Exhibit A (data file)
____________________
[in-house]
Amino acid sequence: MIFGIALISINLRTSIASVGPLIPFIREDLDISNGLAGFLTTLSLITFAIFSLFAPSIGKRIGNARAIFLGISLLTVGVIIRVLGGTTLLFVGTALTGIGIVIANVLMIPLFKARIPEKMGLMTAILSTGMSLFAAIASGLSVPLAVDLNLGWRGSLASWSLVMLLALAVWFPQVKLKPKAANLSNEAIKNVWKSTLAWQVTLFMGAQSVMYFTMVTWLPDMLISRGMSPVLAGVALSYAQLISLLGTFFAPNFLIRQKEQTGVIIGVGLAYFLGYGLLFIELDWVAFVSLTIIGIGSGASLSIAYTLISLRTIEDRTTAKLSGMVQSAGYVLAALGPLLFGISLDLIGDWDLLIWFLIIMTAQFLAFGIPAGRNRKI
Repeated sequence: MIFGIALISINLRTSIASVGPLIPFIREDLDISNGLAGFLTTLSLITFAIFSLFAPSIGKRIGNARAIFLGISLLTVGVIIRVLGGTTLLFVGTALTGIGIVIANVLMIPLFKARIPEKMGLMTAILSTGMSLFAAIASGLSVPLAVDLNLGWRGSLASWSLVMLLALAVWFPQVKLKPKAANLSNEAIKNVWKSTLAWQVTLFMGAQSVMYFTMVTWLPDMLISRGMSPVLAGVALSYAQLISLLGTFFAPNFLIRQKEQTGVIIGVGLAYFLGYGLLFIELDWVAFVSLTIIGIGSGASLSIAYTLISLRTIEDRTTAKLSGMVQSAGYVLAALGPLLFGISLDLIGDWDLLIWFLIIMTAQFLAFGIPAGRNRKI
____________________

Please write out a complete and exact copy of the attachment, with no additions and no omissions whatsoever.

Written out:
[in-house]
Amino acid sequence: MIFGIALISINLRTSIASVGPLIPFIREDLDISNGLAGFLTTLSLITFAIFSLFAPSIGKRIGNARAIFLGISLLTVGVIIRVLGGTTLLFVGTALTGIGIVIANVLMIPLFKARIPEKMGLMTAILSTGMSLFAAIASGLSVPLAVDLNLGWRGSLASWSLVMLLALAVWFPQVKLKPKAANLSNEAIKNVWKSTLAWQVTLFMGAQSVMYFTMVTWLPDMLISRGMSPVLAGVALSYAQLISLLGTFFAPNFLIRQKEQTGVIIGVGLAYFLGYGLLFIELDWVAFVSLTIIGIGSGASLSIAYTLISLRTIEDRTTAKLSGMVQSAGYVLAALGPLLFGISLDLIGDWDLLIWFLIIMTAQFLAFGIPAGRNRKI
Repeated sequence: MIFGIALISINLRTSIASVGPLIPFIREDLDISNGLAGFLTTLSLITFAIFSLFAPSIGKRIGNARAIFLGISLLTVGVIIRVLGGTTLLFVGTALTGIGIVIANVLMIPLFKARIPEKMGLMTAILSTGMSLFAAIASGLSVPLAVDLNLGWRGSLASWSLVMLLALAVWFPQVKLKPKAANLSNEAIKNVWKSTLAWQVTLFMGAQSVMYFTMVTWLPDMLISRGMSPVLAGVALSYAQLISLLGTFFAPNFLIRQKEQTGVIIGVGLAYFLGYGLLFIELDWVAFVSLTIIGIGSGASLSIAYTLISLRTIEDRTTAKLSGMVQSAGYVLAALGPLLFGISLDLIGDWDLLIWFLIIMTAQFLAFGIPAGRNRKI